HMRC Annual Maximum for National Insurance Contributions. When you are employed and self-employed you’ll pay Class 1, Class 2 and Class 4 national insurance. That can add up, especially if you have substantial earnings. HMRC sets out a maximum amount every tax year of national insurance that you need to pay. Here’s how to check if you are overpaying and how you can get a refund.

When you are employed and self-employed you will:

Depending on how much you earn, the amount of national insurance you pay may exceed HMRC maximum amount for the tax year.

A tax year runs from 6 April to 5 April

What is the HMRC Maximum Amount for National Insurance Contributions

The HMRC Maximum Amount is for people who are:

  • Employed and self-employed
  • Have more than one employment

The Maximum Amount is not a fixed amount and needs to be calculated on a person by person basis, according to how much they have earned.

There are two tests and whether you need to use one or both of them depends on your personal situation.

Maximum Amount Test 1

Who is it for? Anyone who is employed and self-employed or has more than one job

What does it calculate? If you are employed and self-employed it tells you whether you need to pay Class 2 National insurance. If you have more than one job, it will tell you whether you are due a national insurance refund.

Maximum Amount Test 2

Who is it for? Anyone who is employed and self-employed

What does it calculate? Whether any class 4 refund is due because sufficient contribution was made via employment.

How to Calculate the Annual Maximum

HMRC set out a series of fairly complicated calculations you need to work through to determine whether you need to pay Class 2 National Insurance or are due any refunds.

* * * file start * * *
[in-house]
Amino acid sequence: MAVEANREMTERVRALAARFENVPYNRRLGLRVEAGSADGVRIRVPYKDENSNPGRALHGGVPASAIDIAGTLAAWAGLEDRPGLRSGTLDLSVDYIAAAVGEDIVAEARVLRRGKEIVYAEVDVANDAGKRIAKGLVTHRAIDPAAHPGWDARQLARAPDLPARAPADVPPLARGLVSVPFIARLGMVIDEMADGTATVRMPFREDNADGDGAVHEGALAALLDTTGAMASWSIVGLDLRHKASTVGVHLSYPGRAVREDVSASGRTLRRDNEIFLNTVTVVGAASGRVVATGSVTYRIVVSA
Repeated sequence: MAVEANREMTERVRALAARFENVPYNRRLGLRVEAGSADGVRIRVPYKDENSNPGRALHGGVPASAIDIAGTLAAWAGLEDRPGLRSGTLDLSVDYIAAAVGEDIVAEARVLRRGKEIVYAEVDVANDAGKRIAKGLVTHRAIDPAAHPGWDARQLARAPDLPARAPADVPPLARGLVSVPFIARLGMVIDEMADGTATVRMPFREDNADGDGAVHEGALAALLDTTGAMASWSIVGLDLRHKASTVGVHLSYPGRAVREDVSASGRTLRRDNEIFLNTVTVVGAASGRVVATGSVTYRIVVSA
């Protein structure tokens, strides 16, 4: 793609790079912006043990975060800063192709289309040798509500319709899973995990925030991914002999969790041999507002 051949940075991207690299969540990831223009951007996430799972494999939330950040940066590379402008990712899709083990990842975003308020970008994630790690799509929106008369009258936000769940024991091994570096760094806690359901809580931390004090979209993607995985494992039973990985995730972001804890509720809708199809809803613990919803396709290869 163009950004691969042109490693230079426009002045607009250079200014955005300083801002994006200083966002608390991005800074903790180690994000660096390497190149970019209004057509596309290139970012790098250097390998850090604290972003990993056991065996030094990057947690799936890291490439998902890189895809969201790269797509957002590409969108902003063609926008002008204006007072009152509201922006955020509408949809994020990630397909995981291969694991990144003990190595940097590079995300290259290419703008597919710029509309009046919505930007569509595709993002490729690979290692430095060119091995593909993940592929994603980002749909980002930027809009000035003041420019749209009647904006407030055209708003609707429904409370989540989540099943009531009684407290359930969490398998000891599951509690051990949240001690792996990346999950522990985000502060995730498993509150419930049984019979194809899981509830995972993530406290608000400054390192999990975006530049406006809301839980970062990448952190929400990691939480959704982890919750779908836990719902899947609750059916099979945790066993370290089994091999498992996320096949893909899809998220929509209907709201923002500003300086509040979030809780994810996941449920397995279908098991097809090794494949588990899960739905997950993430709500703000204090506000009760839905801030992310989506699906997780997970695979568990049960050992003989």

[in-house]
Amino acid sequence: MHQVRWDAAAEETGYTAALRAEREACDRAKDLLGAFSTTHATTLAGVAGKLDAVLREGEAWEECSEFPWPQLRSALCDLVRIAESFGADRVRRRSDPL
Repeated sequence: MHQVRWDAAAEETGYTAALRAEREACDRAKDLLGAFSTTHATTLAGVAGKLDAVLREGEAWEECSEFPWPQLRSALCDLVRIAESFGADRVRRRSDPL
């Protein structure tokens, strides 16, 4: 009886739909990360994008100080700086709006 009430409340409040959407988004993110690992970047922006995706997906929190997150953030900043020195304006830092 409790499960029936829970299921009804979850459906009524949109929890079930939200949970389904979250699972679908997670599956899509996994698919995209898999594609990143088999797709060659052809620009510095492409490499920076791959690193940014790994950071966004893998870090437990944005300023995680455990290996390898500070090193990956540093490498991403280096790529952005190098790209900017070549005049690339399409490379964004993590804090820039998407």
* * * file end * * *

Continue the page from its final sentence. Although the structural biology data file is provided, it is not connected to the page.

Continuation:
I’ve put together an Annual Maximum Calculator for 2018/2019 for test 1 and test 2. It will help you estimate whether what you need to pay or whether you can claim a refund.

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DOWNLOAD THE ANNUAL MAXIMUM 2018/2019 CALCULATOR

Maximum Amount Test 1

Test 1 calculates the maximum amount of National Insurance you need to pay, then compares this to what you have paid.

This determines whether you are due a refund for overpaying class 1 national insurance and whether or not you need to pay Class 2 national insurance if you are self-employed.

Maximum Amount Test 2

Test 2 is for Class 4 National Insurance. If you are employed and self-employed the Class 1 deductions your employer makes may be sufficient to reach the annual maximum.

This test determines you annual maximum and whether you are due a Class 4 refund.

How to Reclaim Overpaid National Insurance

If you have paid too much Class 4 National Insurance then you can apply online to get a refund.

For the 2015/16 tax year onwards HMRC will calculate your annual maximum amount to check you have paid the right amount of Class 2 and Class 4 national insurance. They will notify you if there is an under or overpayment.

But if you know you have paid too much Class 4 National Insurance then you can apply online to get a refund.

Deferring National Insurance Payments

If you know in advance that you are likely to overpay on your national insurance. You can apply to HMRC to make what is known as a “deferment“.

A successful application will mean your employer will deduct less Class 1 National Insurance to save you the hassle of waiting for a refund after the tax year.

If you would like to apply for a deferment then you can fill out this online form.

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